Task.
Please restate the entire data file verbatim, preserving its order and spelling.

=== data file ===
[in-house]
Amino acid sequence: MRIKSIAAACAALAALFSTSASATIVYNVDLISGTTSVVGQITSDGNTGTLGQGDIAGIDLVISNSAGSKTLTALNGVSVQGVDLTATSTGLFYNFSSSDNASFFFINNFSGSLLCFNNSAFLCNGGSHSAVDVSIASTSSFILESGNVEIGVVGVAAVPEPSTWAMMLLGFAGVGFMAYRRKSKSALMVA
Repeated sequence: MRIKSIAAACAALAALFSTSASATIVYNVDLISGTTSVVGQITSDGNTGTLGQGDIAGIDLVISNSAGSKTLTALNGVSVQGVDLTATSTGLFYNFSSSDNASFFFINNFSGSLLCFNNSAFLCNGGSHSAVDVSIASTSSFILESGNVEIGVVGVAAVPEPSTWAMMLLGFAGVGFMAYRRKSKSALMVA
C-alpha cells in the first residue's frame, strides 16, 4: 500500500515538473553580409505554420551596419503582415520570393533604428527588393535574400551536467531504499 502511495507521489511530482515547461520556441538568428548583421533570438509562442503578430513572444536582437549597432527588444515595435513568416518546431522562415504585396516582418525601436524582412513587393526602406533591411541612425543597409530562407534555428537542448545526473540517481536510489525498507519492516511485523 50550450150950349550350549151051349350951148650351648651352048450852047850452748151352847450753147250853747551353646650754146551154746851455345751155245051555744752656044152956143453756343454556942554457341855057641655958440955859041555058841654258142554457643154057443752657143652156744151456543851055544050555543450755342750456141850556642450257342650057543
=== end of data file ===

[in-house]
Amino acid sequence: MRIKSIAAACAALAALFSTSASATIVYNVDLISGTTSVVGQITSDGNTGTLGQGDIAGIDLVISNSAGSKTLTALNGVSVQGVDLTATSTGLFYNFSSSDNASFFFINNFSGSLLCFNNSAFLCNGGSHSAVDVSIASTSSFILESGNVEIGVVGVAAVPEPSTWAMMLLGFAGVGFMAYRRKSKSALMVA
Repeated sequence: MRIKSIAAACAALAALFSTSASATIVYNVDLISGTTSVVGQITSDGNTGTLGQGDIAGIDLVISNSAGSKTLTALNGVSVQGVDLTATSTGLFYNFSSSDNASFFFINNFSGSLLCFNNSAFLCNGGSHSAVDVSIASTSSFILESGNVEIGVVGVAAVPEPSTWAMMLLGFAGVGFMAYRRKSKSALMVA
C-alpha cells in the first residue's frame, strides 16, 4: 500500500515538473553580409505554420551596419503582415520570393533604428527588393535574400551536467531504499 502511495507521489511530482515547461520556441538568428548583421533570438509562442503578430513572444536582437549597432527588444515595435513568416518546431522562415504585396516582418525601436524582412513587393526602406533591411541612425543597409530562407534555428537542448545526473540517481536510489525498507519492516511485523 50550450150950349550350549151051349350951148650351648651352048450852047850452748151352847450753147250853747551353646650754146551154746851455345751155245051555744752656044152956143453756343454556942554457341855057641655958440955859041555058841654258142554457643154057443752657143652156744151456543851055544050555543450755342750456141850556642450257342650057543